From Thomas Jefferson
Philadelphia, 21 Nov. 1791. Encloses a copy of his report of this day to the House of Representatives on the petition of Jacob Isaacks,1 noting: “it is printed on the back of a Permit in order to shew that the proposition therein made is perfectly practicable.”2
ALS, NUtM; ALS (letterpress copy), DLC: Thomas Jefferson Papers; LB, DLC:GW; copy, DNA: RG 59, Domestic Letters.
For background to this letter, see Jacob Isaacks to GW, 17 Aug. 1790; editorial note and documents in “Experiments in Desalination of Sea Water to Test the Claims of Jacob Isaacks,” Jefferson Papers description begins Julian P. Boyd et al., eds. The Papers of Thomas Jefferson. 40 vols. to date. Princeton, N.J., 1950—. description ends , 19:608–24.
1. On 25 Feb. 1791, a week before Congress adjourned, the House of Representatives read and referred to the secretary of state for his opinion “A petition of Jacob Isaacs, of Newport, in the State of Rhode-Island, . . . praying that some adequate reward or gratuity may be made to him, for the discovery of an art or secret which he possesses, of converting salt water into fresh, so as to render it proper for every purpose for which spring or fresh river water is wanted, by a process simple, easy, and unexpensive” (DHFC, description begins Linda Grant De Pauw et al., eds. Documentary History of the First Federal Congress of the United States of America, March 4, 1789-March 3, 1791. 20 vols. to date. Baltimore, 1972—. description ends 3:739). Jefferson concluded in his report of this day: “On the whole it was evident that Mr. Isaacks mixture produced no advantage either in the process or result of the distillation” (Report on Desalination of Sea Water, 21 Nov., enclosed in Jefferson to the Speaker of the House of Representatives [Jonathan Trumbull], 21 Nov., Jefferson Papers description begins Julian P. Boyd et al., eds. The Papers of Thomas Jefferson. 40 vols. to date. Princeton, N.J., 1950—. description ends , 22:318–22).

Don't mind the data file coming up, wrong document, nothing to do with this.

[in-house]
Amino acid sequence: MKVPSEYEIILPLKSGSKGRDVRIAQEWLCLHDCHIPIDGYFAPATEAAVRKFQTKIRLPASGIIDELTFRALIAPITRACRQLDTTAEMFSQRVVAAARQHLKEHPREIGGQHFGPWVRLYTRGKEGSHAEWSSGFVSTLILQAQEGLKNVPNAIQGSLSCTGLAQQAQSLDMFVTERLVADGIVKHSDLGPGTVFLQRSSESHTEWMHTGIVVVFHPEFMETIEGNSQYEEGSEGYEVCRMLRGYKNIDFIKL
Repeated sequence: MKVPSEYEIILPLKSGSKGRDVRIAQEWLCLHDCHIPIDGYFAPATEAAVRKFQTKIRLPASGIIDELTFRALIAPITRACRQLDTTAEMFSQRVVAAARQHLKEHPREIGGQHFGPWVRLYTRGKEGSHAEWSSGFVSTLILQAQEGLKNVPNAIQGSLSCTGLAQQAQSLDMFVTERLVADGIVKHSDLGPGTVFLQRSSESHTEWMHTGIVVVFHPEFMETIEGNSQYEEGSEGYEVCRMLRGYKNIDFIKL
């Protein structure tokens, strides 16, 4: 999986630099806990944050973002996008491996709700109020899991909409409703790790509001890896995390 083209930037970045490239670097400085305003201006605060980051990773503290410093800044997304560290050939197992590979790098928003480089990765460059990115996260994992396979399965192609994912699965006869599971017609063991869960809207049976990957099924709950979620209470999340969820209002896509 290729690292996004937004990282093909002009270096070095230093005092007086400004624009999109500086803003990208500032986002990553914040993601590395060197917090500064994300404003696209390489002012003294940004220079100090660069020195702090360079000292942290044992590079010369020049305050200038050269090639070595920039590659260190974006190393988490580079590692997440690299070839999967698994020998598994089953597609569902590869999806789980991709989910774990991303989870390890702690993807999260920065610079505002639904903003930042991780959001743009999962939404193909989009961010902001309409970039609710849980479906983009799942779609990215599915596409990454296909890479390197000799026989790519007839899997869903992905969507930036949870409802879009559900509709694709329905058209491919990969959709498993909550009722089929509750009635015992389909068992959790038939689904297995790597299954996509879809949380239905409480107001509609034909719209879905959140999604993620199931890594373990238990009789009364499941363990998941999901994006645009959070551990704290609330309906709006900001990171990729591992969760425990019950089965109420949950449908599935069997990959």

2. In the last paragraph of his report, Jefferson proposed that the knowledge of distilling fresh water from sea water could be effectively disseminated to seamen by printing on the back of clearance papers required for every vessel sailing from American ports an “account of the essays which have been made for obtaining fresh from salt water, mentioning shortly those which have been unsuccessful, and more fully those which have succeeded; describing the methods which have been found to answer for constructing extempore stills of such implements as are generally on board of every vessel, with a recommendation, in all cases where they shall have occasion to resort to this expedient for obtaining water, to publish the result of their trial in some gazette on their return to the U.S. or to communicate it for publication to the office of the Secretary of state in order that others may, by their success be encoraged to make similar trials, and may be benefited by any improvements or new ideas which may occur to them in practice” (Report on Desalination of Sea Water, 21 Nov., Jefferson Papers description begins Julian P. Boyd et al., eds. The Papers of Thomas Jefferson. 40 vols. to date. Princeton, N.J., 1950—. description ends , 22:321).